SLOVAKIA is no longer the only country that Korean tyre maker Hankook Tire considers a prospective home for its new central European plant.
Hankook notified the Slovak Economy Ministry that it would renew negotiations with other countries on placing its Sk19.4 billion (€500 million) investment, a source close to the Economy Ministry said.
Slovakia lost its exclusivity on negotiations a week after a July 6 cabinet meeting in which the cabinet refused to approve the incentives the tyre maker had asked for.
On July 8, Hankook Tire said that it was still maintaining its interest in Slovakia as an investment destination, and was considering some mild reductions in its investment incentives demands.
Hankook vice-president Young Soo Woo delivered the company's new conditions for the planned investment to Slovak Prime Minister Mikuláš Dzurinda, who meanwhile told the press that he did not consider the investment to be lost.
"I can certainly say that for the time being this is not a closed matter. The Korean side is offering certain forward steps. We will think them over and make new calculations, " Dzurinda said on July 8 after meeting the Hankook vice-president in Banská Bystrica.
However, Dzurinda was quick to add that 6 percent of the total investment, which represents approximately Sk1 million (€25,700) per created job, is the maximum the country would pay.
Economy Minister Pavol Rusko had proposed state assistance of 10 percent of the investment, which is about Sk2 million (€51,500) per created job.
Economy Ministry spokesman Maroš Havran confirmed that the ministry had received a letter from Hankook. However, he said that the Korean company wished to keep the contents of the letter confidential.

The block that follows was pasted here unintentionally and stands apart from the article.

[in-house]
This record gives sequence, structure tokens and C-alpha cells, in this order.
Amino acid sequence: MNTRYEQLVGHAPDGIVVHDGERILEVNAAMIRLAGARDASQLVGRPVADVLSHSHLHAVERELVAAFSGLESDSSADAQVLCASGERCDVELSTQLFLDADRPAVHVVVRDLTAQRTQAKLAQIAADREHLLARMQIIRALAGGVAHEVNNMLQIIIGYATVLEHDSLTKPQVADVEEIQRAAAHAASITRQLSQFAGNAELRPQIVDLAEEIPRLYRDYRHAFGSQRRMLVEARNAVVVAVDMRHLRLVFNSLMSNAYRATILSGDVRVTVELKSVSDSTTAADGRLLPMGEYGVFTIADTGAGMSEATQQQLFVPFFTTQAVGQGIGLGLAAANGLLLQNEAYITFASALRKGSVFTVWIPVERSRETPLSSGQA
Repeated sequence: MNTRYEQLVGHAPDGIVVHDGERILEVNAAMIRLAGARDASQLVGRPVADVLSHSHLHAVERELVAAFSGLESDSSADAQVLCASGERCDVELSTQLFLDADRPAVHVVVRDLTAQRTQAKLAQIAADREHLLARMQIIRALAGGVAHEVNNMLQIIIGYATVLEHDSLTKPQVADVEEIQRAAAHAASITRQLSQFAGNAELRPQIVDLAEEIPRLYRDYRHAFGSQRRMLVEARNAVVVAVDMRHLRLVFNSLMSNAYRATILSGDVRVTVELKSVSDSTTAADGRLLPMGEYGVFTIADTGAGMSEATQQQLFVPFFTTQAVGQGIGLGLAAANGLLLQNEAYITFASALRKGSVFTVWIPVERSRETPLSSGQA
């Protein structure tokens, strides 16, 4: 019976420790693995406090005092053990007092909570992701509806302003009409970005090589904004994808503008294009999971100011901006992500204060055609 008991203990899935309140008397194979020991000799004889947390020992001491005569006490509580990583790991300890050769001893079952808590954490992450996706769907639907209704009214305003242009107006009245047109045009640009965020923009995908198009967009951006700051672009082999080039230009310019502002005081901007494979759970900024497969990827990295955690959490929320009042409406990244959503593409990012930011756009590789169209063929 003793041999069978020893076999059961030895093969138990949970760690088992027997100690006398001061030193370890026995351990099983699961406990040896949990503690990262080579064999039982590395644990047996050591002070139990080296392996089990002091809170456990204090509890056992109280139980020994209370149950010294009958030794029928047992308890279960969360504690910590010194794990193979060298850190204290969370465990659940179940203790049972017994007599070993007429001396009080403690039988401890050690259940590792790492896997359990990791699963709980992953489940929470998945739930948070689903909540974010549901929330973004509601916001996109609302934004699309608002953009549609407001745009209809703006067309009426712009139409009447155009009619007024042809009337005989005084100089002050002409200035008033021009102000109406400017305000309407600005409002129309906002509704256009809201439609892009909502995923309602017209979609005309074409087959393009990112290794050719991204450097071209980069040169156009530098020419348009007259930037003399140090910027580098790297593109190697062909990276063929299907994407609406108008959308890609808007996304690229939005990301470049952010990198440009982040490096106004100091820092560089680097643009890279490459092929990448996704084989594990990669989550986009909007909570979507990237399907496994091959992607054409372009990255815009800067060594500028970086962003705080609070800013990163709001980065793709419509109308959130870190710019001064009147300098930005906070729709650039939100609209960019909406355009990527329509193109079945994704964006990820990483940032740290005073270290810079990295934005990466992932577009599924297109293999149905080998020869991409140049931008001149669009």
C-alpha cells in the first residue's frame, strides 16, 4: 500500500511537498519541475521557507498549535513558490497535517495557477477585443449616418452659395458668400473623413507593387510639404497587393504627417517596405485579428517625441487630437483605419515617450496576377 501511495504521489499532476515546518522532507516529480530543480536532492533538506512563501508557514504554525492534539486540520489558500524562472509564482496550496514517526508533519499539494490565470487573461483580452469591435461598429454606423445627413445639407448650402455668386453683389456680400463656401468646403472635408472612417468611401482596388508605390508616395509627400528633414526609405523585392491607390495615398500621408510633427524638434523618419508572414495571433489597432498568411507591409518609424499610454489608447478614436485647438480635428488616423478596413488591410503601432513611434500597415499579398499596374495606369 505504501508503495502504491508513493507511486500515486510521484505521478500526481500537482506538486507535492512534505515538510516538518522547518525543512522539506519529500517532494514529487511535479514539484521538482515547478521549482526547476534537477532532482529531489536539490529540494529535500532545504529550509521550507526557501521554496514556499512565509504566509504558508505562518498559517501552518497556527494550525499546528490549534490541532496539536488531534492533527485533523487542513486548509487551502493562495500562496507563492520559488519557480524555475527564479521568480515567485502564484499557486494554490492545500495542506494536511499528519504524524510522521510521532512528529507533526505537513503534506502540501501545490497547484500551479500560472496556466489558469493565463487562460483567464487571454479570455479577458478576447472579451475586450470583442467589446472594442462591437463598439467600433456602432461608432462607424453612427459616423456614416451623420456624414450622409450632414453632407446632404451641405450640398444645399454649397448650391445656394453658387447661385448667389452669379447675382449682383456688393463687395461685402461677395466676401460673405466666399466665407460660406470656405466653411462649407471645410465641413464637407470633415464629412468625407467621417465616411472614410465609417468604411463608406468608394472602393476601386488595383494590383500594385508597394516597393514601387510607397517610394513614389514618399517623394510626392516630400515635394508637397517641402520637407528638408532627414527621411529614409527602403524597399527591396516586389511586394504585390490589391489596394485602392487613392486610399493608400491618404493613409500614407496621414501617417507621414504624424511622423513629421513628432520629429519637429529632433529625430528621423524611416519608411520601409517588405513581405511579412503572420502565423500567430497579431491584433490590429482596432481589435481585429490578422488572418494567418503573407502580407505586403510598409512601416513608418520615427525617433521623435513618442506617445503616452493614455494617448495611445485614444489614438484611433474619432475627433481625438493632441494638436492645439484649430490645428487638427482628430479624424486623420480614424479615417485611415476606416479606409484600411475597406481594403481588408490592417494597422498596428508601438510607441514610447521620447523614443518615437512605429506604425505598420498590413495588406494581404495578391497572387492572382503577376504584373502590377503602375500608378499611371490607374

The media based its reports on Hankook's reaction primarily on information gained from an unnamed source in the Economy Ministry.
"The South Korean company said that it is willing to go down from the originally proposed 21 percent state assistance to 19 percent of the total investment, while direct financial assistance should amount to 13 percent. Hankook will make no further concessions," the source that is close to the investment project told the SITA news wire.
According to Finance Minister Ivan Mikloš, Slovakia could still reach an agreement with Hankook on placing its investment in Levice.
"Certainly, for much lower costs on investment stimuli," said Mikloš.
"Although Hankook is negotiating with other countries, not one of them is willing to provide investment stimuli equal to what was proposed by the Slovak Economy Ministry," Mikloš said.
According to Mikloš, the development of the project shows that there was unfair pressure put on the cabinet concerning the stimuli for Hankook.